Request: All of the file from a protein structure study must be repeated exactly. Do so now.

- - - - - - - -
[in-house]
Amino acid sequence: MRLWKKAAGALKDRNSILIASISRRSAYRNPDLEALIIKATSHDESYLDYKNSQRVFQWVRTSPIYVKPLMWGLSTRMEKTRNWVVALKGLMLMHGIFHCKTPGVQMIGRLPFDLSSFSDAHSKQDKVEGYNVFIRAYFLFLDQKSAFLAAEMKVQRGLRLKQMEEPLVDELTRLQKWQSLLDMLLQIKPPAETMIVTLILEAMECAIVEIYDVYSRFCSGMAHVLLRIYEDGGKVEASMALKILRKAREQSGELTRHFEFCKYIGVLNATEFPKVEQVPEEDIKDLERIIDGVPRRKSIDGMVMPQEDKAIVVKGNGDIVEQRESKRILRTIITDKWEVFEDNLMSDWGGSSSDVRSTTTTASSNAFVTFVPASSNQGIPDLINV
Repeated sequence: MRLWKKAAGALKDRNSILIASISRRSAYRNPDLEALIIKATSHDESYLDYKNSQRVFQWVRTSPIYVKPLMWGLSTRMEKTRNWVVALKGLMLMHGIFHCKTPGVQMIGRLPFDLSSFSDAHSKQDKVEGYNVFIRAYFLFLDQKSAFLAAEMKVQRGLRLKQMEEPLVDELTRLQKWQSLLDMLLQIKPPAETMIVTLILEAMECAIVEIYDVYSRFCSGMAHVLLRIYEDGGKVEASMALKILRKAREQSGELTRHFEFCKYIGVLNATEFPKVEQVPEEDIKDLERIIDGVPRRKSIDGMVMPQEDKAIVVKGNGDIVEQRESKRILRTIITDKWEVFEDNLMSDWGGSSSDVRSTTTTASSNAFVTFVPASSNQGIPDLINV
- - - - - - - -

[in-house]
Amino acid sequence: MRLWKKAAGALKDRNSILIASISRRSAYRNPDLEALIIKATSHDESYLDYKNSQRVFQWVRTSPIYVKPLMWGLSTRMEKTRNWVVALKGLMLMHGIFHCKTPGVQMIGRLPFDLSSFSDAHSKQDKVEGYNVFIRAYFLFLDQKSAFLAAEMKVQRGLRLKQMEEPLVDELTRLQKWQSLLDMLLQIKPPAETMIVTLILEAMECAIVEIYDVYSRFCSGMAHVLLRIYEDGGKVEASMALKILRKAREQSGELTRHFEFCKYIGVLNATEFPKVEQVPEEDIKDLERIIDGVPRRKSIDGMVMPQEDKAIVVKGNGDIVEQRESKRILRTIITDKWEVFEDNLMSDWGGSSSDVRSTTTTASSNAFVTFVPASSNQGIPDLINV
Repeated sequence: MRLWKKAAGALKDRNSILIASISRRSAYRNPDLEALIIKATSHDESYLDYKNSQRVFQWVRTSPIYVKPLMWGLSTRMEKTRNWVVALKGLMLMHGIFHCKTPGVQMIGRLPFDLSSFSDAHSKQDKVEGYNVFIRAYFLFLDQKSAFLAAEMKVQRGLRLKQMEEPLVDELTRLQKWQSLLDMLLQIKPPAETMIVTLILEAMECAIVEIYDVYSRFCSGMAHVLLRIYEDGGKVEASMALKILRKAREQSGELTRHFEFCKYIGVLNATEFPKVEQVPEEDIKDLERIIDGVPRRKSIDGMVMPQEDKAIVVKGNGDIVEQRESKRILRTIITDKWEVFEDNLMSDWGGSSSDVRSTTTTASSNAFVTFVPASSNQGIPDLINV